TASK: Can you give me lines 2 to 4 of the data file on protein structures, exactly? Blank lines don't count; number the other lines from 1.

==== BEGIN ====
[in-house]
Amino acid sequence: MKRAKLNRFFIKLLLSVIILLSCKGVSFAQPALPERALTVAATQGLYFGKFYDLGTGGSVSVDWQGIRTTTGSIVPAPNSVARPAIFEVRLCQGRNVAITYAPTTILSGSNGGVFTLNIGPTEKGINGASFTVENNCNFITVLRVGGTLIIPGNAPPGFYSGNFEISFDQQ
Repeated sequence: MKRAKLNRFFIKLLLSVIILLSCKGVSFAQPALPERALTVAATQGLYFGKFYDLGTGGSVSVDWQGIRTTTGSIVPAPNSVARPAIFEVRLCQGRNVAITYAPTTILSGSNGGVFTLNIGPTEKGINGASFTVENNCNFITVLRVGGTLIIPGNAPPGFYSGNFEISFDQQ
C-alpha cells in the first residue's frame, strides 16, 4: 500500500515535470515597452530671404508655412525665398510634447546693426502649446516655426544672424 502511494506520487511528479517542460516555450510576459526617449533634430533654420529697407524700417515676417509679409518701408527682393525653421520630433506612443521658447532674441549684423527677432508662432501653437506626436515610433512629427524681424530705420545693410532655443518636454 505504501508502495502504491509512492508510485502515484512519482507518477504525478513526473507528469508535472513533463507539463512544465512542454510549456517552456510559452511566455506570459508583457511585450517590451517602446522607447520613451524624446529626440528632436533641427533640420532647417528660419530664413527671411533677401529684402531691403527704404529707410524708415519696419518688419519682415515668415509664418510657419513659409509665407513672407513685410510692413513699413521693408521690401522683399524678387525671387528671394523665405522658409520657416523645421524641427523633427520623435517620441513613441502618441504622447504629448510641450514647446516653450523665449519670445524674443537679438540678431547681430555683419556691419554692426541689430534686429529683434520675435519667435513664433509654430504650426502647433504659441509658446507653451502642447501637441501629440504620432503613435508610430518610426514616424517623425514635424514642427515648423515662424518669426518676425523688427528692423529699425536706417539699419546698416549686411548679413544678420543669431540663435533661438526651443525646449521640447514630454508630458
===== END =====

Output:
Amino acid sequence: MKRAKLNRFFIKLLLSVIILLSCKGVSFAQPALPERALTVAATQGLYFGKFYDLGTGGSVSVDWQGIRTTTGSIVPAPNSVARPAIFEVRLCQGRNVAITYAPTTILSGSNGGVFTLNIGPTEKGINGASFTVENNCNFITVLRVGGTLIIPGNAPPGFYSGNFEISFDQQ
Repeated sequence: MKRAKLNRFFIKLLLSVIILLSCKGVSFAQPALPERALTVAATQGLYFGKFYDLGTGGSVSVDWQGIRTTTGSIVPAPNSVARPAIFEVRLCQGRNVAITYAPTTILSGSNGGVFTLNIGPTEKGINGASFTVENNCNFITVLRVGGTLIIPGNAPPGFYSGNFEISFDQQ
C-alpha cells in the first residue's frame, strides 16, 4: 500500500515535470515597452530671404508655412525665398510634447546693426502649446516655426544672424 502511494506520487511528479517542460516555450510576459526617449533634430533654420529697407524700417515676417509679409518701408527682393525653421520630433506612443521658447532674441549684423527677432508662432501653437506626436515610433512629427524681424530705420545693410532655443518636454 505504501508502495502504491509512492508510485502515484512519482507518477504525478513526473507528469508535472513533463507539463512544465512542454510549456517552456510559452511566455506570459508583457511585450517590451517602446522607447520613451524624446529626440528632436533641427533640420532647417528660419530664413527671411533677401529684402531691403527704404529707410524708415519696419518688419519682415515668415509664418510657419513659409509665407513672407513685410510692413513699413521693408521690401522683399524678387525671387528671394523665405522658409520657416523645421524641427523633427520623435517620441513613441502618441504622447504629448510641450514647446516653450523665449519670445524674443537679438540678431547681430555683419556691419554692426541689430534686429529683434520675435519667435513664433509654430504650426502647433504659441509658446507653451502642447501637441501629440504620432503613435508610430518610426514616424517623425514635424514642427515648423515662424518669426518676425523688427528692423529699425536706417539699419546698416549686411548679413544678420543669431540663435533661438526651443525646449521640447514630454508630458